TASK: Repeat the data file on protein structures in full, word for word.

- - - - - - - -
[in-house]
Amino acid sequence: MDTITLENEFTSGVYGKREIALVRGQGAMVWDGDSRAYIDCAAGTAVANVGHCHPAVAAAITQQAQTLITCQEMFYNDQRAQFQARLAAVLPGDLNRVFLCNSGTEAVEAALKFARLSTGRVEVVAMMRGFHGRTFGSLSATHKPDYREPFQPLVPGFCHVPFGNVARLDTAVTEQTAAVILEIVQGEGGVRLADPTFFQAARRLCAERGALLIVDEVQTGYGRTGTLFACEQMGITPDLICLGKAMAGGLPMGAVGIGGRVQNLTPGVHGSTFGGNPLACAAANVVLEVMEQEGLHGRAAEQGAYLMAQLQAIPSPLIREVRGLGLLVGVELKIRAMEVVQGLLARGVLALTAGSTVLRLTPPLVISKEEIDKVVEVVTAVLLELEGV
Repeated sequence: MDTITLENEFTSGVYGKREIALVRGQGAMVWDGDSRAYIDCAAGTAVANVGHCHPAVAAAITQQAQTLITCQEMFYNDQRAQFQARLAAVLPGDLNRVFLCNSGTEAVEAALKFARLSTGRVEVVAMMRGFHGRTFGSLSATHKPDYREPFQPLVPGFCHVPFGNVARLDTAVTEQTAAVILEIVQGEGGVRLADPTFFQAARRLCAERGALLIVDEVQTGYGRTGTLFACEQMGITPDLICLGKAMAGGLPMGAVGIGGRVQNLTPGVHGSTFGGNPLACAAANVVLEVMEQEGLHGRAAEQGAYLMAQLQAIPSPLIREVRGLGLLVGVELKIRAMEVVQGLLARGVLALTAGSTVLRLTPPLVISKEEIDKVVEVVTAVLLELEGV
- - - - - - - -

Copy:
[in-house]
Amino acid sequence: MDTITLENEFTSGVYGKREIALVRGQGAMVWDGDSRAYIDCAAGTAVANVGHCHPAVAAAITQQAQTLITCQEMFYNDQRAQFQARLAAVLPGDLNRVFLCNSGTEAVEAALKFARLSTGRVEVVAMMRGFHGRTFGSLSATHKPDYREPFQPLVPGFCHVPFGNVARLDTAVTEQTAAVILEIVQGEGGVRLADPTFFQAARRLCAERGALLIVDEVQTGYGRTGTLFACEQMGITPDLICLGKAMAGGLPMGAVGIGGRVQNLTPGVHGSTFGGNPLACAAANVVLEVMEQEGLHGRAAEQGAYLMAQLQAIPSPLIREVRGLGLLVGVELKIRAMEVVQGLLARGVLALTAGSTVLRLTPPLVISKEEIDKVVEVVTAVLLELEGV
Repeated sequence: MDTITLENEFTSGVYGKREIALVRGQGAMVWDGDSRAYIDCAAGTAVANVGHCHPAVAAAITQQAQTLITCQEMFYNDQRAQFQARLAAVLPGDLNRVFLCNSGTEAVEAALKFARLSTGRVEVVAMMRGFHGRTFGSLSATHKPDYREPFQPLVPGFCHVPFGNVARLDTAVTEQTAAVILEIVQGEGGVRLADPTFFQAARRLCAERGALLIVDEVQTGYGRTGTLFACEQMGITPDLICLGKAMAGGLPMGAVGIGGRVQNLTPGVHGSTFGGNPLACAAANVVLEVMEQEGLHGRAAEQGAYLMAQLQAIPSPLIREVRGLGLLVGVELKIRAMEVVQGLLARGVLALTAGSTVLRLTPPLVISKEEIDKVVEVVTAVLLELEGV